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Day 24 of PREPtober

Today we’re going to review how to solve the Black Moment with a super list.

Transcript

Hi everyone and welcome to day 24 where we are going to talk about how we create the black moment of resolution. Now yesterday we created the worst possible thing that could ever happen to your character, at least as far as this story is concerned and today we are going to solve that. Now typically that’s done through what’s called the climax and that’s the last showdown they have with the bad guy, the villain, the antagonist, whoever it is, they need to come out of the scene and they need to be triumphant.

Now an important part of this, and I’ve mentioned this already, is that external GMC that they conquer must be very visual so that the audience and the reader know that yes, they have won, they have done it, they have been victorious so that it is not left up to any ambiguity and this is going to create a much more satisfying ending for the reader than if they are wondering did that turn out okay? I don’t understand. Is everything alright? Do they still need to work on stuff?

Those are bad GMCs in general, so if you had done a great job in the beginning of setting this up for your story and your character, then we would be in a really great place right now and it’s going to be very easy to write that black moment of resolution. Let’s talk about the two types of black moment resolutions I think you could have. If you have a plot driven story, such as The Hunger Games, then typically the black moment resolution is that character pushing through the pain, that physical pain, or coming up with a new MacGyver-like solution.

In The Hunger Games Book One, she came up with the idea that the two of them should eat poisonous berries because that is something that the powers that be would never stand for. She came up with an innovative solution just with all of the information she had up until that point, and also with that last fight scene, so there’s a couple things there. In order to be the last two people standing, she pushed through the pain and she made it through, right? That’s what caused her resolution and had her as the last person standing.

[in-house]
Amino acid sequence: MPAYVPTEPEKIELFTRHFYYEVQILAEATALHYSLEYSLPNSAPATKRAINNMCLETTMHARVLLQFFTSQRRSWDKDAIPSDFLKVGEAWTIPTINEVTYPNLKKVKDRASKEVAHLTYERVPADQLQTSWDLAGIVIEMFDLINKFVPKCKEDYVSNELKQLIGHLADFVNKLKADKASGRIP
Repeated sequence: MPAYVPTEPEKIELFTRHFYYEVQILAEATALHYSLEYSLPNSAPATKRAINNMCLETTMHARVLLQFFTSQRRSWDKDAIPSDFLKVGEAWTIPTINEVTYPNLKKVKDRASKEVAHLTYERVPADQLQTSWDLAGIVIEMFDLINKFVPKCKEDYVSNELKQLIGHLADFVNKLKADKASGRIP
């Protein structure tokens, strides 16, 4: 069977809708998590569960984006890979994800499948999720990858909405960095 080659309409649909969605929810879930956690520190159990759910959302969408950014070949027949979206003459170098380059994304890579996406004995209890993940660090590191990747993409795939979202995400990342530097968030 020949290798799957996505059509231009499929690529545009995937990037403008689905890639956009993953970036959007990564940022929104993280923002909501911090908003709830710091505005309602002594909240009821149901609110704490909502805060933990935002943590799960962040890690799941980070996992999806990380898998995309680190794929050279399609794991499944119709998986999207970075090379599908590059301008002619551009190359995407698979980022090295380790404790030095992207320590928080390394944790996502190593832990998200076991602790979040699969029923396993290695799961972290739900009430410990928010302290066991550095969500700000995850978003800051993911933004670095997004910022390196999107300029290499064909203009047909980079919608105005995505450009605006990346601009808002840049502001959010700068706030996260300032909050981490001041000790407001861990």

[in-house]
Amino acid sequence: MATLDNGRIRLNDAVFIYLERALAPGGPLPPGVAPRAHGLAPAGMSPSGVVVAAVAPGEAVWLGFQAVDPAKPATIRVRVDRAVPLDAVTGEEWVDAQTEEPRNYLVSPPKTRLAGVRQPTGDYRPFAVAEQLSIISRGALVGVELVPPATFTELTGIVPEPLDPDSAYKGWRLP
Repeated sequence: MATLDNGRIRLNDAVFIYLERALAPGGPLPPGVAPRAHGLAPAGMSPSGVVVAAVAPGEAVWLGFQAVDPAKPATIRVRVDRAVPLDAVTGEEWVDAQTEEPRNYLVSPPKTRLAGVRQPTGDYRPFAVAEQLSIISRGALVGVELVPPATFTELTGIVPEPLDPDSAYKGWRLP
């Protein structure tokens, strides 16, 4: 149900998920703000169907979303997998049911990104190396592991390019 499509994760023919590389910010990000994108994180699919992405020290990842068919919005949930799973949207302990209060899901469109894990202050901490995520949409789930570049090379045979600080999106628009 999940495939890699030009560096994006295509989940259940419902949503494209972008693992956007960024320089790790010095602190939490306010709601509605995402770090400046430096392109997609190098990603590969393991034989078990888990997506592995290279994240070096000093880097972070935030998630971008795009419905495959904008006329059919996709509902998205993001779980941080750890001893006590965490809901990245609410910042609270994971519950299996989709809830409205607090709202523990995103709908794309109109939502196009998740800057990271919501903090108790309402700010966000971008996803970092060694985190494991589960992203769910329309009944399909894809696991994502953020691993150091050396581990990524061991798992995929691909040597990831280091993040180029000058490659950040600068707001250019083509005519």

If you have a character driven plot, say like in Legally Blonde, then the character has to overcome some sort of fear or pain or anxiety in order to conquer that external goal. With the movie Legally Blonde, she was uncertain, she was unsure of herself, everybody has lost faith and she was ready to give up and go home. She got a pep speech from someone that she shouldn’t give up and she should keep trying, and that is what caused her to go ahead and win that case.

Now that did come in the form of the professor. It was another female professor at the university that gave her a chat and told her she shouldn’t give up because she thought she was a little tougher than that and that again, is something that is not new information, it was already set up prior because she had met the professor in that first opening scene, and she was pretty tough herself.

Again, no new information should be introduced at this point and in fact, what you should do now as an exercise is do what Donald Maas says and that’s write down 20 different solutions to this black moment. Just know the first ten are going to be so obvious that they’re not going to very satisfying resolutions for your reader, so just go ahead and delete them and then the next 10, which required much more thought and energy because they didn’t come right off the top of your head will be something a little bit more clever and ingenious that your audience is going to like and is going to appreciate.

That is your homework for how to come up with your black moment resolution. Alright, I will see you tomorrow for day 25 where we get to talk about our happily ever after, also known as the aftermath of our character, so I will see you back then.

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